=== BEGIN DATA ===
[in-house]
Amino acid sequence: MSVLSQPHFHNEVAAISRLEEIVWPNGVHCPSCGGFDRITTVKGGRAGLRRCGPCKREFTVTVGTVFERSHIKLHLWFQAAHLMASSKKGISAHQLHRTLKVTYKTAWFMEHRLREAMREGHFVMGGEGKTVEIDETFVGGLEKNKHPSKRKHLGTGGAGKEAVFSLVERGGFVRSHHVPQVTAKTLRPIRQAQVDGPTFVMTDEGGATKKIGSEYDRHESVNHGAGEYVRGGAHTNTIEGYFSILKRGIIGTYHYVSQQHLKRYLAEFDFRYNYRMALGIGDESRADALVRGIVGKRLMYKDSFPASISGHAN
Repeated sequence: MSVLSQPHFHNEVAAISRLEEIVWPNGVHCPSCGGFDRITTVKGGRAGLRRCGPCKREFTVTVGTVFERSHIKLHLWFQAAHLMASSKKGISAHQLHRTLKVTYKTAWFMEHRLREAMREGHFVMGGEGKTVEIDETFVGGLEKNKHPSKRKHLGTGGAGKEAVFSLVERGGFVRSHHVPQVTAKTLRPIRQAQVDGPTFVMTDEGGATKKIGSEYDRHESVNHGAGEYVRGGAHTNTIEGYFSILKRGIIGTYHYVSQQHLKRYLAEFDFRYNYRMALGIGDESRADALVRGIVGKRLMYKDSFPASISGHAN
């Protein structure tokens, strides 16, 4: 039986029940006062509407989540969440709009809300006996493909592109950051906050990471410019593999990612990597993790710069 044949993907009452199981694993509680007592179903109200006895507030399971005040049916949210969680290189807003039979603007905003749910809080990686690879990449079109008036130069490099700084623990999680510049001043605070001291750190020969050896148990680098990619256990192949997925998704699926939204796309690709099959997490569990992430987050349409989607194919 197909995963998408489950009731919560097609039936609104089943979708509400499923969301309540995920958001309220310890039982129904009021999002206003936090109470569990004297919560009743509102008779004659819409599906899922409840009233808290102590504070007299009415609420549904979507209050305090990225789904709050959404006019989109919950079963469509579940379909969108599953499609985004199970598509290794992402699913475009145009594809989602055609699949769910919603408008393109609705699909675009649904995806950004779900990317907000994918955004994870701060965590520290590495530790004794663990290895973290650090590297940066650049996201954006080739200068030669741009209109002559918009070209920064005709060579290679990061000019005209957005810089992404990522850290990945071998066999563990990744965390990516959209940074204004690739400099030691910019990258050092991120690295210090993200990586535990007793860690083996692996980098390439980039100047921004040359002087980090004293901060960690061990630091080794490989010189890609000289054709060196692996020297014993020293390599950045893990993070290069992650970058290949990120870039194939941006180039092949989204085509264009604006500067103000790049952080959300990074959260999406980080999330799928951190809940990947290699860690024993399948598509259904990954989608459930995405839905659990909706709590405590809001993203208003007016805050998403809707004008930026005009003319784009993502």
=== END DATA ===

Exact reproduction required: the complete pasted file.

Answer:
[in-house]
Amino acid sequence: MSVLSQPHFHNEVAAISRLEEIVWPNGVHCPSCGGFDRITTVKGGRAGLRRCGPCKREFTVTVGTVFERSHIKLHLWFQAAHLMASSKKGISAHQLHRTLKVTYKTAWFMEHRLREAMREGHFVMGGEGKTVEIDETFVGGLEKNKHPSKRKHLGTGGAGKEAVFSLVERGGFVRSHHVPQVTAKTLRPIRQAQVDGPTFVMTDEGGATKKIGSEYDRHESVNHGAGEYVRGGAHTNTIEGYFSILKRGIIGTYHYVSQQHLKRYLAEFDFRYNYRMALGIGDESRADALVRGIVGKRLMYKDSFPASISGHAN
Repeated sequence: MSVLSQPHFHNEVAAISRLEEIVWPNGVHCPSCGGFDRITTVKGGRAGLRRCGPCKREFTVTVGTVFERSHIKLHLWFQAAHLMASSKKGISAHQLHRTLKVTYKTAWFMEHRLREAMREGHFVMGGEGKTVEIDETFVGGLEKNKHPSKRKHLGTGGAGKEAVFSLVERGGFVRSHHVPQVTAKTLRPIRQAQVDGPTFVMTDEGGATKKIGSEYDRHESVNHGAGEYVRGGAHTNTIEGYFSILKRGIIGTYHYVSQQHLKRYLAEFDFRYNYRMALGIGDESRADALVRGIVGKRLMYKDSFPASISGHAN
């Protein structure tokens, strides 16, 4: 039986029940006062509407989540969440709009809300006996493909592109950051906050990471410019593999990612990597993790710069 044949993907009452199981694993509680007592179903109200006895507030399971005040049916949210969680290189807003039979603007905003749910809080990686690879990449079109008036130069490099700084623990999680510049001043605070001291750190020969050896148990680098990619256990192949997925998704699926939204796309690709099959997490569990992430987050349409989607194919 197909995963998408489950009731919560097609039936609104089943979708509400499923969301309540995920958001309220310890039982129904009021999002206003936090109470569990004297919560009743509102008779004659819409599906899922409840009233808290102590504070007299009415609420549904979507209050305090990225789904709050959404006019989109919950079963469509579940379909969108599953499609985004199970598509290794992402699913475009145009594809989602055609699949769910919603408008393109609705699909675009649904995806950004779900990317907000994918955004994870701060965590520290590495530790004794663990290895973290650090590297940066650049996201954006080739200068030669741009209109002559918009070209920064005709060579290679990061000019005209957005810089992404990522850290990945071998066999563990990744965390990516959209940074204004690739400099030691910019990258050092991120690295210090993200990586535990007793860690083996692996980098390439980039100047921004040359002087980090004293901060960690061990630091080794490989010189890609000289054709060196692996020297014993020293390599950045893990993070290069992650970058290949990120870039194939941006180039092949989204085509264009604006500067103000790049952080959300990074959260999406980080999330799928951190809940990947290699860690024993399948598509259904990954989608459930995405839905659990909706709590405590809001993203208003007016805050998403809707004008930026005009003319784009993502």